Time for Clifton to vote

Property owners, not renters, can sign petition for annexation


For years the county said that one day Clifton and Fruitvale residents would be able to vote to either annex into Grand Junction or incorporate into their own city.

That day is here, but it’s not what people expected.

The vote will not be by ballot box. Rather, it will be by a signature petition that only property owners — not renters — may sign. Those property owners in favor of annexing will sign, those opposed will not sign the petition.

“They do get a vote and that vote is a signature versus a check on a ballot box,” said Kimberly Bullen, senior management analyst for the county. “We told people they get a vote and we are going to stick with that. It is just a different way of voting.”

The petitions are planned to be circulated in three phases, beginning with Fruitvale, a community northwest of the Interstate 70 Business Loop. The second and third phases will be two areas of Clifton, east of and south of I-70 B.

The county estimates it will need at least 824 signatures of property owners to annex Fruitvale into Grand Junction. The county estimates there is a population of 4,163 in the Fruitvale area of study and 1,649 property owners. Those property owners agreeable to annexation also must represent at least half the property in the proposed annexation area.

The county decided late last week to start petitioning in Fruitvale for a reason, said County Commissioner Janet Rowland, whose district includes the Fruitvale and Clifton areas.

“The folks that live there have been loud and clear: They do not want to be part of a city of Clifton,” Rowland said.

She said the ballot box option had been dismissed after three years of study because petitions are “the typical way to do it.” The city of Grand Junction also allows residents to vote on the issue.

The last time residents of Clifton voted on the question, in 1995, it was overwhelmingly rejected: 3,478 against to 1,794 for annexation.

There could be a general election on the question today, said Sam Rainguet, spokeswoman for the city. The only caveat is that the ballot language would first have to be approved by the Grand Junction City Council.

During this recent process, county officials met numerous times with residents. But the change from asking all residents to vote to asking only property owners to vote is confusing and upsetting to some.

“We participated in community-based meetings with the outcome intended to be a community-based input (a vote),” said Dale Tooker, manager of the Clifton Water District. “Now
it seems it is being turned into a petition process, which is different than what the community-based meetings were about.”

Ron Rowley, a Clifton resident and a member of the Clifton Governance Committee who favors incorporation over annexation, said circulating petitions does not reflect the true will of the majority.

“You are not getting a vote if a small percentage of people affected have to sign a petition,” he said.

Rowley said he had no idea the ballot box had been nixed in favor of signature petitions until he was contacted by The Daily Sentinel.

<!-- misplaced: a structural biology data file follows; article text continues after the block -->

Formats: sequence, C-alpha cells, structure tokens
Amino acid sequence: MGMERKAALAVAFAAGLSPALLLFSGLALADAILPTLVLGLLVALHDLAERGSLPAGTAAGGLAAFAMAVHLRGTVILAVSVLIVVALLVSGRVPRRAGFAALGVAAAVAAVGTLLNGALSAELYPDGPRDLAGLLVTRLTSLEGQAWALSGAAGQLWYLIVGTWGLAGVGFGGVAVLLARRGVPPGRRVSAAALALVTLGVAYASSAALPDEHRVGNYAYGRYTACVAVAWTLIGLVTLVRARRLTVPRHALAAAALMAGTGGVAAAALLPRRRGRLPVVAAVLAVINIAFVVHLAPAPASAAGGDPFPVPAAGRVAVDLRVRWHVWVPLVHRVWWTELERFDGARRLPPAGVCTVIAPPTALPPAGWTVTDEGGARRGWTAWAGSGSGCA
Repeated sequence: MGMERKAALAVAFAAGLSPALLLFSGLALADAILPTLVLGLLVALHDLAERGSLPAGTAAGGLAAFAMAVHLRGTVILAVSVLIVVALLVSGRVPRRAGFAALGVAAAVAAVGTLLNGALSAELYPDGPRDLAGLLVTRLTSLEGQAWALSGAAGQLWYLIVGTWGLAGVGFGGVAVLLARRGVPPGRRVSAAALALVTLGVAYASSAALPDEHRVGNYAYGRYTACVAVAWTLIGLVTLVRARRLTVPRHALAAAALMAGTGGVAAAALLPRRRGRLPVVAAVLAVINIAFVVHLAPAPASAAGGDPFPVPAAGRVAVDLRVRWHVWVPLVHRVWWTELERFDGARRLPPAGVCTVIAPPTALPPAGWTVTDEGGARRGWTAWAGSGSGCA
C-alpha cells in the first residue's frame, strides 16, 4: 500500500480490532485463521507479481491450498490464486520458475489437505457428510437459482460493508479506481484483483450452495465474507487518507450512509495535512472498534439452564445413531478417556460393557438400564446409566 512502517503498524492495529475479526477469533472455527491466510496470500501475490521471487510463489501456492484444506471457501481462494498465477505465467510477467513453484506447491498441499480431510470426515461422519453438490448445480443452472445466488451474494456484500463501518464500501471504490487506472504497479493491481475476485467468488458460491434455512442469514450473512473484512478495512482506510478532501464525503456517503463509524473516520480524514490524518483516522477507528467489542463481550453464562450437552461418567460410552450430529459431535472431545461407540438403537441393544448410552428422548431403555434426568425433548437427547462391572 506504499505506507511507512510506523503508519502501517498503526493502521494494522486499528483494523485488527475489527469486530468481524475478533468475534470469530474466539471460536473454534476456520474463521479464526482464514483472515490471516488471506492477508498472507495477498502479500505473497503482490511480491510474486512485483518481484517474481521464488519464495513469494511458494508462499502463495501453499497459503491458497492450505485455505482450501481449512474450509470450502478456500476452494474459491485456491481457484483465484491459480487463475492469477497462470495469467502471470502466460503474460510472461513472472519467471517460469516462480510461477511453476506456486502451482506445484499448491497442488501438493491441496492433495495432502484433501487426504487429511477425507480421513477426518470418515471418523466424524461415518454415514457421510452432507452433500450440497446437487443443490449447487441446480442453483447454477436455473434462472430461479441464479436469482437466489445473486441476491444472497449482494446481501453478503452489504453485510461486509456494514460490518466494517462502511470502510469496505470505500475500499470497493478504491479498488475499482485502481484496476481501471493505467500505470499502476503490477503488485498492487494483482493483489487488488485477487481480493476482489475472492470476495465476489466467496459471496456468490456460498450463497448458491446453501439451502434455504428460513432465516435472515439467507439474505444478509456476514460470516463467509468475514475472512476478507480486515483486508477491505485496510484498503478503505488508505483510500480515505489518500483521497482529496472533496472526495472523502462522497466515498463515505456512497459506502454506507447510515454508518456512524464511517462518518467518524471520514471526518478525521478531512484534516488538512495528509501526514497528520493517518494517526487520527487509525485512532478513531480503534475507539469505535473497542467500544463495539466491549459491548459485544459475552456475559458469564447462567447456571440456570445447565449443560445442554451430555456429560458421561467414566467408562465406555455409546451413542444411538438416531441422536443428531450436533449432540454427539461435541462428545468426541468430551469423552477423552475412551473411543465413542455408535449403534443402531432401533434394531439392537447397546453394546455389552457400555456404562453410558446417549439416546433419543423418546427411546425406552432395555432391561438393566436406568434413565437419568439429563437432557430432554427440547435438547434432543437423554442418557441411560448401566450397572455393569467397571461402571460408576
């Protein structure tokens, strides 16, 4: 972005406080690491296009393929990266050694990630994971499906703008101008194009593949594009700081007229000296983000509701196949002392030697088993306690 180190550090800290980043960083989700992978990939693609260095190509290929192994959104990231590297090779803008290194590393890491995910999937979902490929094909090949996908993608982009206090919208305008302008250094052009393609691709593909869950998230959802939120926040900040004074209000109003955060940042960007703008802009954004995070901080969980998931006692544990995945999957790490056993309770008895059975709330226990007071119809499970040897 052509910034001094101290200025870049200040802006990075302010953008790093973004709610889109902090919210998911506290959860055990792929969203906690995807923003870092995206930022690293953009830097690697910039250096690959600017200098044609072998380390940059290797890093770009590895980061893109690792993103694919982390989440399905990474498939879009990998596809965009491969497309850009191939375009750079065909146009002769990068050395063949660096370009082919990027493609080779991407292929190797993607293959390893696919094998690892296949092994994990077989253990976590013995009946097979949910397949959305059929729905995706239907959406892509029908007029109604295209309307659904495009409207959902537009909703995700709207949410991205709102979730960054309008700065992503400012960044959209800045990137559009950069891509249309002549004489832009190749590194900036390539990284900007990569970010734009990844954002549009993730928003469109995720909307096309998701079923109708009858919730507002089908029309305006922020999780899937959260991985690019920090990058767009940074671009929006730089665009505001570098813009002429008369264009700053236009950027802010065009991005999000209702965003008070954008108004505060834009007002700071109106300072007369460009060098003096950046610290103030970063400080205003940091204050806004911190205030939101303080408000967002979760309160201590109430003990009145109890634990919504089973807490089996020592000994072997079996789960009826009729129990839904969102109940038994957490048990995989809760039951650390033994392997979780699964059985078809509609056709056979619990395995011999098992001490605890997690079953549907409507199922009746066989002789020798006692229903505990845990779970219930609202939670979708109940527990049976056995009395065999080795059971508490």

The parent committee decided earlier this year that annexation into Grand Junction was far more economically feasible than creating a new city. Volunteers then were taken from the committee to form a smaller sub-committee consisting of Carroll Aamold, Patrick Martinez, Bud Thompson and Dianne Wheeler.

Wheeler said the sub-committee plans to inform the governance committee and the public in the coming weeks of its work and she plans to file petitions with the city before year’s end.

If phase one of this three-phase annexation is successful it would create a 1,000-acre enclave of the city.

“We have had good luck with the city,” said Stanley Scott, who lives in an enclave of the city in the 3000 block of Milburn Court.

He added that he and his neighbors have had no trouble summoning the Grand Junction Police Department when needed and said the taxes he pays to the city are worth the services he receives in return.

Representatives of the county repeatedly have said this is a grass-roots effort coming from the residents. Others disagree.

“It sounds to me like it is a county-driven effort,” Rowley said.

As recently as Monday, Mesa County Administrator Jon Peacock said the county spends $460 a year, per person, to provide law enforcement to the area. The average Clifton resident pays the county about $230 in taxes, he said.

“This area is consuming 40 percent of our law enforcement resources,” Peacock said.

To offset those costs, the Mesa County Commission on Monday unanimously voted in favor of creating the Bookcliff Public Improvement District on a 2 1/2-acre property southeast of 32 1/2 and E roads. The taxing district will not include current residents of the area, but it could expand, hop-scotching from new development to new development.

The district will charge residents 2 mills (one mill is one-tenth of one cent).

Once the district grows to include 100 homes, the mill levy will jump to 14. The levy can be raised again, to a maximum of 22 mills, once the district includes 250 homes.


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